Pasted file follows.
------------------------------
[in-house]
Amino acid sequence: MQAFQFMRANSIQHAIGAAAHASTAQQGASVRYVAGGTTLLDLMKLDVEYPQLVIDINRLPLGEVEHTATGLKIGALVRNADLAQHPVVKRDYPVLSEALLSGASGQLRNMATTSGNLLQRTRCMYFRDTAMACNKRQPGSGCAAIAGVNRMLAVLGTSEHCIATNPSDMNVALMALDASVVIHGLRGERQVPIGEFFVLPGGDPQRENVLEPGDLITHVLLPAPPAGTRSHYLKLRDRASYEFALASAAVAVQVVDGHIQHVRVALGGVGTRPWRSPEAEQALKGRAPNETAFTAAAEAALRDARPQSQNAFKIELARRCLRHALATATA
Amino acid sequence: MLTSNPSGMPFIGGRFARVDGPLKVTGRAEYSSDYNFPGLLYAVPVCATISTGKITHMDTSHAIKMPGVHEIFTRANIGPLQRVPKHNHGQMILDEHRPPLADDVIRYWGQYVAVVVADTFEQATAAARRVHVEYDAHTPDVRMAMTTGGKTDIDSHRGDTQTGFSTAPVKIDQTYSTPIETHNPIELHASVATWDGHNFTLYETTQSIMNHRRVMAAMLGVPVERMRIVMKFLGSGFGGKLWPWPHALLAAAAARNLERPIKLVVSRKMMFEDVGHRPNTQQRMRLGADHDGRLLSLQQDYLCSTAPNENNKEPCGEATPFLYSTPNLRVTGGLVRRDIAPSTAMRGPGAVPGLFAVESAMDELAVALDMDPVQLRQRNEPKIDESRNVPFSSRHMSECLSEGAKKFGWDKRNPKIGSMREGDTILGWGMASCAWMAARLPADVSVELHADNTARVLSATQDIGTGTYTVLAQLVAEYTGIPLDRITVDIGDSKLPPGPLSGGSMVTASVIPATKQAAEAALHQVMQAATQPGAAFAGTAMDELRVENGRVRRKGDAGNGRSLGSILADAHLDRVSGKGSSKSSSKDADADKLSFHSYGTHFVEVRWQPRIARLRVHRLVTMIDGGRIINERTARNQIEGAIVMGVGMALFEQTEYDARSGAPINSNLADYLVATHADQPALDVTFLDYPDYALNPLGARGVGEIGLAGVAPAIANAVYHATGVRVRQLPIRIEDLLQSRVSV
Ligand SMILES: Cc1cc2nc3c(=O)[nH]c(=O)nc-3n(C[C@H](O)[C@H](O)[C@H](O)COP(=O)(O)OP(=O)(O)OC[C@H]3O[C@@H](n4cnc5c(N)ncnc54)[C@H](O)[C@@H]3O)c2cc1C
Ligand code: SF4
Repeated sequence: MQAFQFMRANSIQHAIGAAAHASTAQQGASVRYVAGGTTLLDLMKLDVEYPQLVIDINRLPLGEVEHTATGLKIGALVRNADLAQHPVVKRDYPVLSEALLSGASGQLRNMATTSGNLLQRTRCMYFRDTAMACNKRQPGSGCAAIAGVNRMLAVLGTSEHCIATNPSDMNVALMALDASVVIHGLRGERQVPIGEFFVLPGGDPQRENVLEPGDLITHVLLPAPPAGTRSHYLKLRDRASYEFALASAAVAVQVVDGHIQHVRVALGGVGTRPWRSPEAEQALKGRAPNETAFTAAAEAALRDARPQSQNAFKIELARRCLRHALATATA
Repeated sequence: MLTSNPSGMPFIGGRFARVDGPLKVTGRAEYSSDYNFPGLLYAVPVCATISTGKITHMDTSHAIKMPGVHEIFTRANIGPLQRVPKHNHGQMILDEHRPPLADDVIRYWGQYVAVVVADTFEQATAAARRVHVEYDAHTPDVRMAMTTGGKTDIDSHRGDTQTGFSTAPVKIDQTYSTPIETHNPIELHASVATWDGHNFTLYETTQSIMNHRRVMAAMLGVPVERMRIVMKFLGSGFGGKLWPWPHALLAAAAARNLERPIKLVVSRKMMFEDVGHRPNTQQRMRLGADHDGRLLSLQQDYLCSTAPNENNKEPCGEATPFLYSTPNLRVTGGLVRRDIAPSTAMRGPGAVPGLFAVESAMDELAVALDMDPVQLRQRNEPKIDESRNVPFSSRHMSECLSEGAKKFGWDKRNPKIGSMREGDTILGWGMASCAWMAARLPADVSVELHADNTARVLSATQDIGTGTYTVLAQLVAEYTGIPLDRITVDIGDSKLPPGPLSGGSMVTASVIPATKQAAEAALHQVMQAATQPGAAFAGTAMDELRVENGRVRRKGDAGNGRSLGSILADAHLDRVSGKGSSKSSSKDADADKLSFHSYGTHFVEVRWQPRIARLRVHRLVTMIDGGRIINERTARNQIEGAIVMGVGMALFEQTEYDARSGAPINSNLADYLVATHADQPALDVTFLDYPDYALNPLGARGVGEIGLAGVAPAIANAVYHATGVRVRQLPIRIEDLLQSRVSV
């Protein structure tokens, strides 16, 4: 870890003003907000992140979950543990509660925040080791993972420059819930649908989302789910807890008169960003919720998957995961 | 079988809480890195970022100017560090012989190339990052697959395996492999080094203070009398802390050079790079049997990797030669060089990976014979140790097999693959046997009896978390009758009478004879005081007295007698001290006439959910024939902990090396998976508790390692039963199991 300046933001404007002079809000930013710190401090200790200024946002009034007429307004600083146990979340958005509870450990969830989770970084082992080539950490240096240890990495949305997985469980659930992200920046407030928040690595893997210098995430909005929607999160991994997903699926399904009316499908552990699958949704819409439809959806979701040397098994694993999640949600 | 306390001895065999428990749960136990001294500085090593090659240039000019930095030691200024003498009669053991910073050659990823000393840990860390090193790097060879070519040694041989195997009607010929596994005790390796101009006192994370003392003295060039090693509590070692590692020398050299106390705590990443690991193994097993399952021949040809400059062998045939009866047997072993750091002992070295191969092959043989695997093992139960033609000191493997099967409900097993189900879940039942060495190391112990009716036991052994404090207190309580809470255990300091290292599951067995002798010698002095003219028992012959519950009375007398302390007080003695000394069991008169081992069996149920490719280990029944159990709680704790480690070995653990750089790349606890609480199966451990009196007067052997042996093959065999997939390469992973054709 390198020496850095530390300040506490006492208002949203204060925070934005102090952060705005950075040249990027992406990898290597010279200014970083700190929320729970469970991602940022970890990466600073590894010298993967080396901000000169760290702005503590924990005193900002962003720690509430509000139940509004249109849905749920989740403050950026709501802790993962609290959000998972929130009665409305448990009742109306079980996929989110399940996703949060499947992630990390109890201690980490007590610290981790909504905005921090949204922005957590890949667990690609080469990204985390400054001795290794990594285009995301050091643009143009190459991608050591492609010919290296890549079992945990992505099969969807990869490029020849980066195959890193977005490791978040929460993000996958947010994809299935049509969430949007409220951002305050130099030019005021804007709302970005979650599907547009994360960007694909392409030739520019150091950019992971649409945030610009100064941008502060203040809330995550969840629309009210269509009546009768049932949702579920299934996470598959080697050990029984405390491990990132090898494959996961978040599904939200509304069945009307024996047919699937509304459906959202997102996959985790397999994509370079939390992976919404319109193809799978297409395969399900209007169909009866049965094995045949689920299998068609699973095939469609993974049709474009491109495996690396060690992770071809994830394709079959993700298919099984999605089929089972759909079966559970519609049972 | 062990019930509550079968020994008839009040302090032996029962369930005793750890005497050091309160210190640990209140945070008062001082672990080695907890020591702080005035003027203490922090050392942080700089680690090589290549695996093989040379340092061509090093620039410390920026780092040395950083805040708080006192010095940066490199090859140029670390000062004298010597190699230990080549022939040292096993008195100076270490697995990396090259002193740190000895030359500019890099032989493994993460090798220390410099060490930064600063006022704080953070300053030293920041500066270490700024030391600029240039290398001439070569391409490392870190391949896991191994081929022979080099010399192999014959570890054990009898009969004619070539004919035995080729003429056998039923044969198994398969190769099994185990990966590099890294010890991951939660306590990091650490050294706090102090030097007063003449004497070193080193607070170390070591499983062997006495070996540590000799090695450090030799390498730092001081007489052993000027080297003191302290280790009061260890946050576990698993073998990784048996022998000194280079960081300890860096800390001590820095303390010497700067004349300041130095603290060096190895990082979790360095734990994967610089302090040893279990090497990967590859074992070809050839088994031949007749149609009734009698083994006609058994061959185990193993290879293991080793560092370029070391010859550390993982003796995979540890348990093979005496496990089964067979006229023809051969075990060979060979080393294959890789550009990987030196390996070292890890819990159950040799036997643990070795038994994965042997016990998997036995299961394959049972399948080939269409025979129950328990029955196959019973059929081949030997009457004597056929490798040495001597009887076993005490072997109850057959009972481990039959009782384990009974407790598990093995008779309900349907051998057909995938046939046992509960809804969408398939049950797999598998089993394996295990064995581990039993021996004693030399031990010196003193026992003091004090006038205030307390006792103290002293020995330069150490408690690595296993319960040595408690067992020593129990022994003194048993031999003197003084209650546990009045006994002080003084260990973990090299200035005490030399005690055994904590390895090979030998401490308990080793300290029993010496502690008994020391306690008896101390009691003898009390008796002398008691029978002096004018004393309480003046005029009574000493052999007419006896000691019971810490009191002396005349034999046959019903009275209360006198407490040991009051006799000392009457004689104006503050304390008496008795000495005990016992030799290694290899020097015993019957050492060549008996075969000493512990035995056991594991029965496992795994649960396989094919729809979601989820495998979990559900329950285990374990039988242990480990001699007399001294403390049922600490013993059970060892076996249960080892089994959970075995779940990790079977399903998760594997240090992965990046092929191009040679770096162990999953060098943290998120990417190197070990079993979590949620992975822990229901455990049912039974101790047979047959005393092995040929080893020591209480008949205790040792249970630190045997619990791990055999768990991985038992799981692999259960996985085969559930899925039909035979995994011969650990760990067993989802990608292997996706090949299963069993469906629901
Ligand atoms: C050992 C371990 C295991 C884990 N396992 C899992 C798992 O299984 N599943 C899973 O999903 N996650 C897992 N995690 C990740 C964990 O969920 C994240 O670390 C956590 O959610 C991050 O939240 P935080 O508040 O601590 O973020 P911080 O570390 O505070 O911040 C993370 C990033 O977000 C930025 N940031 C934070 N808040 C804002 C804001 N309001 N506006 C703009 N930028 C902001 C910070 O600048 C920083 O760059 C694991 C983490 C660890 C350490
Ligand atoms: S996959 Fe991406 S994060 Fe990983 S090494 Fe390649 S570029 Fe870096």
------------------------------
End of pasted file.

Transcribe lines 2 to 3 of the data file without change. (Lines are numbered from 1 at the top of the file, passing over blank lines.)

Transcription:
Amino acid sequence: MQAFQFMRANSIQHAIGAAAHASTAQQGASVRYVAGGTTLLDLMKLDVEYPQLVIDINRLPLGEVEHTATGLKIGALVRNADLAQHPVVKRDYPVLSEALLSGASGQLRNMATTSGNLLQRTRCMYFRDTAMACNKRQPGSGCAAIAGVNRMLAVLGTSEHCIATNPSDMNVALMALDASVVIHGLRGERQVPIGEFFVLPGGDPQRENVLEPGDLITHVLLPAPPAGTRSHYLKLRDRASYEFALASAAVAVQVVDGHIQHVRVALGGVGTRPWRSPEAEQALKGRAPNETAFTAAAEAALRDARPQSQNAFKIELARRCLRHALATATA
Amino acid sequence: MLTSNPSGMPFIGGRFARVDGPLKVTGRAEYSSDYNFPGLLYAVPVCATISTGKITHMDTSHAIKMPGVHEIFTRANIGPLQRVPKHNHGQMILDEHRPPLADDVIRYWGQYVAVVVADTFEQATAAARRVHVEYDAHTPDVRMAMTTGGKTDIDSHRGDTQTGFSTAPVKIDQTYSTPIETHNPIELHASVATWDGHNFTLYETTQSIMNHRRVMAAMLGVPVERMRIVMKFLGSGFGGKLWPWPHALLAAAAARNLERPIKLVVSRKMMFEDVGHRPNTQQRMRLGADHDGRLLSLQQDYLCSTAPNENNKEPCGEATPFLYSTPNLRVTGGLVRRDIAPSTAMRGPGAVPGLFAVESAMDELAVALDMDPVQLRQRNEPKIDESRNVPFSSRHMSECLSEGAKKFGWDKRNPKIGSMREGDTILGWGMASCAWMAARLPADVSVELHADNTARVLSATQDIGTGTYTVLAQLVAEYTGIPLDRITVDIGDSKLPPGPLSGGSMVTASVIPATKQAAEAALHQVMQAATQPGAAFAGTAMDELRVENGRVRRKGDAGNGRSLGSILADAHLDRVSGKGSSKSSSKDADADKLSFHSYGTHFVEVRWQPRIARLRVHRLVTMIDGGRIINERTARNQIEGAIVMGVGMALFEQTEYDARSGAPINSNLADYLVATHADQPALDVTFLDYPDYALNPLGARGVGEIGLAGVAPAIANAVYHATGVRVRQLPIRIEDLLQSRVSV